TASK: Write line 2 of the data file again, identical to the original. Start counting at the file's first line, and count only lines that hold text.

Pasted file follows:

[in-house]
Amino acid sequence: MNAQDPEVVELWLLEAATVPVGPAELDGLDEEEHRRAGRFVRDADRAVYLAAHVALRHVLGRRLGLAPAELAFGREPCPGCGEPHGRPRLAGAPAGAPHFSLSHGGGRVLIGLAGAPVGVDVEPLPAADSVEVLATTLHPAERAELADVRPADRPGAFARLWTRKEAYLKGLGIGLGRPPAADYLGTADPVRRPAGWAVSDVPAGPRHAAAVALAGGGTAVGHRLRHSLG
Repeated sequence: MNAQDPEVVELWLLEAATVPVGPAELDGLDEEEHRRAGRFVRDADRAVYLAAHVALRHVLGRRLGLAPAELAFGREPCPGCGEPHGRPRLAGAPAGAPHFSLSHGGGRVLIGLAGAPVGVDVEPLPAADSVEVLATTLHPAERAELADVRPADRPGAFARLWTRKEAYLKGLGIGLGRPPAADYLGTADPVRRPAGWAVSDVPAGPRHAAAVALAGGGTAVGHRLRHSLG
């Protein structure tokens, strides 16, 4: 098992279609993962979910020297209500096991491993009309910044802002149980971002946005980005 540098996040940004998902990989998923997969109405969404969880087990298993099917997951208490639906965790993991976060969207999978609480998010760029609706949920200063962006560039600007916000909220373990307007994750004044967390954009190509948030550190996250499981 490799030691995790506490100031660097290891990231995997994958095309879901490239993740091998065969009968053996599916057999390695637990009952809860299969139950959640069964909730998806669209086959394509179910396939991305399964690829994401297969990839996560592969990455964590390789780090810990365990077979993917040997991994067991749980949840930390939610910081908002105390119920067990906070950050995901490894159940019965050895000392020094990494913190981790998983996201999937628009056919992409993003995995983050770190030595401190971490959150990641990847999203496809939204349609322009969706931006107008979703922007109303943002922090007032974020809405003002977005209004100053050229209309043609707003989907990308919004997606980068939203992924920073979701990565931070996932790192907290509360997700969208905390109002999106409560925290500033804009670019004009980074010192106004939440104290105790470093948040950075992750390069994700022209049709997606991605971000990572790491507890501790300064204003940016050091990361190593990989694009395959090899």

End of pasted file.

Amino acid sequence: MNAQDPEVVELWLLEAATVPVGPAELDGLDEEEHRRAGRFVRDADRAVYLAAHVALRHVLGRRLGLAPAELAFGREPCPGCGEPHGRPRLAGAPAGAPHFSLSHGGGRVLIGLAGAPVGVDVEPLPAADSVEVLATTLHPAERAELADVRPADRPGAFARLWTRKEAYLKGLGIGLGRPPAADYLGTADPVRRPAGWAVSDVPAGPRHAAAVALAGGGTAVGHRLRHSLG